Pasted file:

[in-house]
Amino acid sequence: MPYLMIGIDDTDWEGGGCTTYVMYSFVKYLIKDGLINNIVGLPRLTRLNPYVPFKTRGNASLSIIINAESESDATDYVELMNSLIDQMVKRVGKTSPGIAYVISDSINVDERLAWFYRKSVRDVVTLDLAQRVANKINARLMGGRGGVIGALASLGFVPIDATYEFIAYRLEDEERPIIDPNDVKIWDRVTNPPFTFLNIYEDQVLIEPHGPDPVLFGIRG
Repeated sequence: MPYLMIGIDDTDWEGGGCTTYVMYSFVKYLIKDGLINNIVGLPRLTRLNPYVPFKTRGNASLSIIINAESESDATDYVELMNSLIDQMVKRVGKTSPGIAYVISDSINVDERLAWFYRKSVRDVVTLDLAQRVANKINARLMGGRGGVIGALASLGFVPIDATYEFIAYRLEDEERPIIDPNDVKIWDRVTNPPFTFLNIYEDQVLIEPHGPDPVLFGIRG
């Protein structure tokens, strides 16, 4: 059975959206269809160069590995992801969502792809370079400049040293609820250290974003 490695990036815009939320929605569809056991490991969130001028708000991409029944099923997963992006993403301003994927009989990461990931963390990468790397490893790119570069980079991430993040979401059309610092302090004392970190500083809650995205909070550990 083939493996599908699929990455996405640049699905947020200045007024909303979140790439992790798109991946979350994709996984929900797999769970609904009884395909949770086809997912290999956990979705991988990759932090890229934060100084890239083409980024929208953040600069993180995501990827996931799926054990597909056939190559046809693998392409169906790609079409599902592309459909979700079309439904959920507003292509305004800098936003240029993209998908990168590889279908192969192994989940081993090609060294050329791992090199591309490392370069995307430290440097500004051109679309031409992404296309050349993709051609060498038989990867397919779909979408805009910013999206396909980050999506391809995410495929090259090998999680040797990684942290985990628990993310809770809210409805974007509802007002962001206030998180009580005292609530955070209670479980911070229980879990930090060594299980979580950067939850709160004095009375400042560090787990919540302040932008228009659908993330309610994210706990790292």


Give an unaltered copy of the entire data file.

[in-house]
Amino acid sequence: MPYLMIGIDDTDWEGGGCTTYVMYSFVKYLIKDGLINNIVGLPRLTRLNPYVPFKTRGNASLSIIINAESESDATDYVELMNSLIDQMVKRVGKTSPGIAYVISDSINVDERLAWFYRKSVRDVVTLDLAQRVANKINARLMGGRGGVIGALASLGFVPIDATYEFIAYRLEDEERPIIDPNDVKIWDRVTNPPFTFLNIYEDQVLIEPHGPDPVLFGIRG
Repeated sequence: MPYLMIGIDDTDWEGGGCTTYVMYSFVKYLIKDGLINNIVGLPRLTRLNPYVPFKTRGNASLSIIINAESESDATDYVELMNSLIDQMVKRVGKTSPGIAYVISDSINVDERLAWFYRKSVRDVVTLDLAQRVANKINARLMGGRGGVIGALASLGFVPIDATYEFIAYRLEDEERPIIDPNDVKIWDRVTNPPFTFLNIYEDQVLIEPHGPDPVLFGIRG
């Protein structure tokens, strides 16, 4: 059975959206269809160069590995992801969502792809370079400049040293609820250290974003 490695990036815009939320929605569809056991490991969130001028708000991409029944099923997963992006993403301003994927009989990461990931963390990468790397490893790119570069980079991430993040979401059309610092302090004392970190500083809650995205909070550990 083939493996599908699929990455996405640049699905947020200045007024909303979140790439992790798109991946979350994709996984929900797999769970609904009884395909949770086809997912290999956990979705991988990759932090890229934060100084890239083409980024929208953040600069993180995501990827996931799926054990597909056939190559046809693998392409169906790609079409599902592309459909979700079309439904959920507003292509305004800098936003240029993209998908990168590889279908192969192994989940081993090609060294050329791992090199591309490392370069995307430290440097500004051109679309031409992404296309050349993709051609060498038989990867397919779909979408805009910013999206396909980050999506391809995410495929090259090998999680040797990684942290985990628990993310809770809210409805974007509802007002962001206030998180009580005292609530955070209670479980911070229980879990930090060594299980979580950067939850709160004095009375400042560090787990919540302040932008228009659908993330309610994210706990790292």